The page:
Earlier today Labour published their 2015 manifesto. As expected from their business manifesto, published a couple of weeks ago, they claim to support HS2, but their support leaves a large get-out clause in the form of costs:
We will continue to support the construction of High Speed Two, but keep costs down, and take action to improve and expand rail links across the North to boost its regional economies.
The thing is, HS2 costs are not under control: the Coalition Government’s figure of £50bn is in 2011 prices, and the Department for Transport have refused to issue updated figures. The actual cost of building HS2 will be much, much higher.
What’s more, when David Higgins was appointed as Chair of HS2 Ltd, David Cameron asked him to find ways of cutting the cost of HS2. Higgins failed, saying that Phase One budget was “enough to deliver Phase One”. But instead of cutting anything from the costs, he instead cut the link from HS2 to HS1 from the project. The Heathrow link has also been dropped without the budget changing, and there are huge question marks over the costs of the redevelopments at Euston.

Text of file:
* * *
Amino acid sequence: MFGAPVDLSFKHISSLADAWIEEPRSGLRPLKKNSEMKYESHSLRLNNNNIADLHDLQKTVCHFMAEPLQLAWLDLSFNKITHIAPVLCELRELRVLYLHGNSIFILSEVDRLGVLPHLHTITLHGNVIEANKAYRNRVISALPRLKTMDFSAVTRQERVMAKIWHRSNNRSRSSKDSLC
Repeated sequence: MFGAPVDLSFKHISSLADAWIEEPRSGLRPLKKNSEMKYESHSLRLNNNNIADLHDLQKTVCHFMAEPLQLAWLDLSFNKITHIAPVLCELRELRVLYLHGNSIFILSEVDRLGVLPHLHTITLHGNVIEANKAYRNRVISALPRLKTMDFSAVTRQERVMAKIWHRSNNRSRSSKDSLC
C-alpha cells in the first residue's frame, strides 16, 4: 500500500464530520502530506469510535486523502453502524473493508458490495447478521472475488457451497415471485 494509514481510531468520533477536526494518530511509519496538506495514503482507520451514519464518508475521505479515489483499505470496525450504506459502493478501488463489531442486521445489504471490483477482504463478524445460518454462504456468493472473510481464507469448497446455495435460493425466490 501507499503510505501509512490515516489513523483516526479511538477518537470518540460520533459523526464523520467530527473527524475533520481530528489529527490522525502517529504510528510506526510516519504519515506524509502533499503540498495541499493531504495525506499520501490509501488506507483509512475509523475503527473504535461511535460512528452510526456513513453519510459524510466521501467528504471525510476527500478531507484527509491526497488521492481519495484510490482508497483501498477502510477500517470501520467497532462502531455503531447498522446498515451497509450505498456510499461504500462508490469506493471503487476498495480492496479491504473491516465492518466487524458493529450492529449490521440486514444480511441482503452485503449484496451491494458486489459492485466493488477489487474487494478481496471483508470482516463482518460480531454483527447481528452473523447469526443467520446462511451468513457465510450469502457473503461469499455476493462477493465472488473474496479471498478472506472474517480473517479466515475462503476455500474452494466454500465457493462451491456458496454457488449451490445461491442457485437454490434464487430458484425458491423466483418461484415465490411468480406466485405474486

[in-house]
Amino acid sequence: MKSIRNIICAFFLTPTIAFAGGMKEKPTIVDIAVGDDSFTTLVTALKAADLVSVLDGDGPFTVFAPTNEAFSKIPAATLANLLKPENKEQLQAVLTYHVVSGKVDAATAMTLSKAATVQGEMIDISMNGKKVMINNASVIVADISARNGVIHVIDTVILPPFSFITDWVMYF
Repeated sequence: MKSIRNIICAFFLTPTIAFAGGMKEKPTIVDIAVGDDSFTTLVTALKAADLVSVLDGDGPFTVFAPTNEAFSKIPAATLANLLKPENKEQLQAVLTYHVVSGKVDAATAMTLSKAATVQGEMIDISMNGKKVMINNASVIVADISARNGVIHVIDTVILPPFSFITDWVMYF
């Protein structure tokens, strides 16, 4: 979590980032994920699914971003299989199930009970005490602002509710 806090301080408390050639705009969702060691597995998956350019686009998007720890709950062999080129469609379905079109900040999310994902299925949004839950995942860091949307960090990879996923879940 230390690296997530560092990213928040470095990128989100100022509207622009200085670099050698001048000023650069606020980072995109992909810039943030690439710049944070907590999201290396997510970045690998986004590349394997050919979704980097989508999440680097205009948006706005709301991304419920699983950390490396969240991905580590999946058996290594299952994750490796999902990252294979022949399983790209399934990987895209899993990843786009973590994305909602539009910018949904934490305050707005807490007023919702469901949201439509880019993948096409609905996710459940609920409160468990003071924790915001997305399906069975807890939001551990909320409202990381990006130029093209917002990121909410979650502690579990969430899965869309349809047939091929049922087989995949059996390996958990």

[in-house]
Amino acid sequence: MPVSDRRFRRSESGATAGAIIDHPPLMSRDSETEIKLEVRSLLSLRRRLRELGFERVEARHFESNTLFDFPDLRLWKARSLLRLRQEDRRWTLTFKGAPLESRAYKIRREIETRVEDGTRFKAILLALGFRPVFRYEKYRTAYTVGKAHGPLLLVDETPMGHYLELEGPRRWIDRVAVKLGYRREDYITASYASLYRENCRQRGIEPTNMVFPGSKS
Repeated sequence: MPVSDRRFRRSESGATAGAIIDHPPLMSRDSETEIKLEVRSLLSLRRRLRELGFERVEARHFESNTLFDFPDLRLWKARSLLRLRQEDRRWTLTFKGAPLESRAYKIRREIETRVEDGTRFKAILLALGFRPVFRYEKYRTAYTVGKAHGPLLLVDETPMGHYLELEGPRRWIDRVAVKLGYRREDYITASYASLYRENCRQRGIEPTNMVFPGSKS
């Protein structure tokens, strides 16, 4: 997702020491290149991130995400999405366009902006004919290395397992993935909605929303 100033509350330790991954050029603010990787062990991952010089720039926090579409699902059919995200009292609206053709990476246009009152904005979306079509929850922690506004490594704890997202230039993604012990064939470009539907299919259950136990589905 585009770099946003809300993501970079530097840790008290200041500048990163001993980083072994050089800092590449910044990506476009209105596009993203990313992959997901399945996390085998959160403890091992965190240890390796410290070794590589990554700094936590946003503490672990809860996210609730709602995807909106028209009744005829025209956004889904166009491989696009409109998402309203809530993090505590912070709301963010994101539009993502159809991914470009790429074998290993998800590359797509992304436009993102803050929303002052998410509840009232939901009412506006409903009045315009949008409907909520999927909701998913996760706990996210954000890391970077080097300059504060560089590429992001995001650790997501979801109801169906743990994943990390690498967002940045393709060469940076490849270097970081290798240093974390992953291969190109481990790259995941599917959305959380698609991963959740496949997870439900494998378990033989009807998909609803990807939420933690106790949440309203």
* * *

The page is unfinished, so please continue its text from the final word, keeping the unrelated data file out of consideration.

David Higgins and the Department for Transport have failed to find ways of keeping the HS2 costs down already – what’s else can Labour do?
What’s more, the Labour manifesto pulled another plank from the case for HS2. It said on the subject of rail fares:
Rail fares will be frozen next year to help commuters while we implement reforms. A strict fare rise cap will be introduced on every route for any future fare rises, and a new legal right for passengers will be created to access the cheapest ticket for their journey.
The business case for HS2 is dependent on keeping the fares at a similar level to conventional speed trains, but they will also be dependent on subsidy. Labour realise that for many travellers the cost of the train fare is far more important than the speed: with fares on existing routes kept low by subsidies, they will be able to recoup some of the costs of the network by charging business travellers far more for the fast HS2 trains. This will have a knock-on effect on the case for HS2.
What’s more, whichever Government gets elected will very soon have to publish details of the HS2 spending, under the provisions of the HS2 Paving Act. Will they really be able to keep to their manifesto of keeping the HS2 costs down?
You can download the whole Labour manifesto here.